Waking Life: Chapter 10 - Dreams
Description: Script of the movie Waking Life, based on Tara Carreon's transcription, but with revisions based upon a viewing of the DVD version of the movie, which was watched with subtitles.
Notes: Special thanks to Andrew, Larry Redden, and Ed Sandberg for pointing out errors in Tara's transcription (numerous errors were fixed here, along with some scene information clarifications). Absolutely let me know if anything slipped by my look-over, especially in the quicker and the 'like, like, you know,' sections ;)
Read the entire Waking Life movie transcript, with revisions.
(Main character walks into a white building - with stained glass windows - and approaches a man sitting in a chair.)
You know, they say that dreams are real only as long as they last. Couldn't you say the same thing about life? See, there's a lot of us that are out there that are mapping the mind-body relationship, of dreams. We're called the oneironauts. We're the explorers of the dream-world. Really, it's just about the two opposing states of consciousness which don't really oppose, at all. See, in the waking world, the neural system inhibits the activation of the vividness of memories. And this makes evolutionary sense. See you'd be maladapted for the perceptual image of a predator to be mistaken for the memory of one, and vice-versa. If the memory of a predator conjured up a perceptual image, we would be running off to the bathroom every time we had a scary thought. So you have these serotonic neurons that inhibit hallucinations that they themselves are inhibited during REM sleep. See this allows dreams to appear real, while preventing competition from other perceptual processes. This is why dreams are mistaken for reality. To the functional system of neural activity that creates our world, there is no difference between dreaming a perception and an action, and actually the waking perception and action.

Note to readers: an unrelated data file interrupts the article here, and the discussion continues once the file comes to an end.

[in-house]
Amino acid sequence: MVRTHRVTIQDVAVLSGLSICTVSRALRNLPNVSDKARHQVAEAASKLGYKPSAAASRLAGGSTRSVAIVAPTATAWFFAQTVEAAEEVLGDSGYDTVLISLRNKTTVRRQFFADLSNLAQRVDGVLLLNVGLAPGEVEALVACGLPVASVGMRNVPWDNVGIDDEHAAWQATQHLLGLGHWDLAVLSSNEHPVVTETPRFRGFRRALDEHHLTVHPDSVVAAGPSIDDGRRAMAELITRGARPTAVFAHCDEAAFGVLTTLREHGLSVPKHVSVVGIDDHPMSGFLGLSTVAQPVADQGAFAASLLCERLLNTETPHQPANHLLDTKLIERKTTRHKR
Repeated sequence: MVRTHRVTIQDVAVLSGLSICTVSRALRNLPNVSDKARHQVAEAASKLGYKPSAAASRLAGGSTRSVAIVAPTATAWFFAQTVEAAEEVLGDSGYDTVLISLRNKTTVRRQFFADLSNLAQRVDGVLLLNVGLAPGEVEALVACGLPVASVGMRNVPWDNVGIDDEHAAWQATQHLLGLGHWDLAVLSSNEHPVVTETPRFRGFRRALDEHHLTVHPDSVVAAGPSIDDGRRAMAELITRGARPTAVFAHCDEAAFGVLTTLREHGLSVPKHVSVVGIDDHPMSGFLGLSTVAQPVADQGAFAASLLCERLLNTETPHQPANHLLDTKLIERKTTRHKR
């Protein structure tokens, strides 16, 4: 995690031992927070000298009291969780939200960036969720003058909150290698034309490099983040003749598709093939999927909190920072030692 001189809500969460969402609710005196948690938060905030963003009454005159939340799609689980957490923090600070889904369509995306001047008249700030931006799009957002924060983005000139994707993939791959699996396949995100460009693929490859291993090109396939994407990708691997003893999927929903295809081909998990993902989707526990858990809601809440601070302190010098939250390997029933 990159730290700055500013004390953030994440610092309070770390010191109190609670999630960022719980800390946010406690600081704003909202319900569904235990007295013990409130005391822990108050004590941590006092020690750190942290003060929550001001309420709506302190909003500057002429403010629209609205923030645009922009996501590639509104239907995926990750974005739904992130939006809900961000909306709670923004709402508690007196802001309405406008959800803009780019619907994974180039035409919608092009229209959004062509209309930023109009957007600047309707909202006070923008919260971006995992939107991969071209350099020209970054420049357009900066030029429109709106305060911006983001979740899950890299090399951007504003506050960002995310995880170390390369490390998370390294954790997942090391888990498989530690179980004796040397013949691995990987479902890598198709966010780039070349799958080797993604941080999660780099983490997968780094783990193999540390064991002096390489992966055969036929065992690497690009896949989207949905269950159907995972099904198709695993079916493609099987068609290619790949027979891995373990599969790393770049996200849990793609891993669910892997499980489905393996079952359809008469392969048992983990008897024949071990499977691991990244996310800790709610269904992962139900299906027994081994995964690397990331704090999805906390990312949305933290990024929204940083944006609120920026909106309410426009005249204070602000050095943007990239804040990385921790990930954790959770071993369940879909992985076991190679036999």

(A guy is playing a ukelele.)
I had a friend once who told me that the worst mistake that you can make is to think you are alive, when you're really asleep in life's waiting room. The trick is to combine your waking rational abilities with the infinite possibilities of your dreams. 'Cause if you can do that you can do anything. Did you ever have a job that you hated? Worked really hard at? A long, hard day at work, finally you get to go home, get in bed, close your eyes, and immediately you wake up and realize that the whole day at work had been a dream? It's bad enough that you sell your waking life for ... for minimum wage, but now they get your dreams for free.
(Main character sees a friend sitting down in a chair.)
Hey man, what are you doing here?
I fancy myself the social lubricator of the dream world, helping people become lucid a little easier. You know, cut all that fear and anxiety stuff and just rock and roll.
By becoming lucid you mean just knowing that you're dreaming, right?
Yeah. And then you can control it. They're more realistic and less bizarre than non-lucid dreams.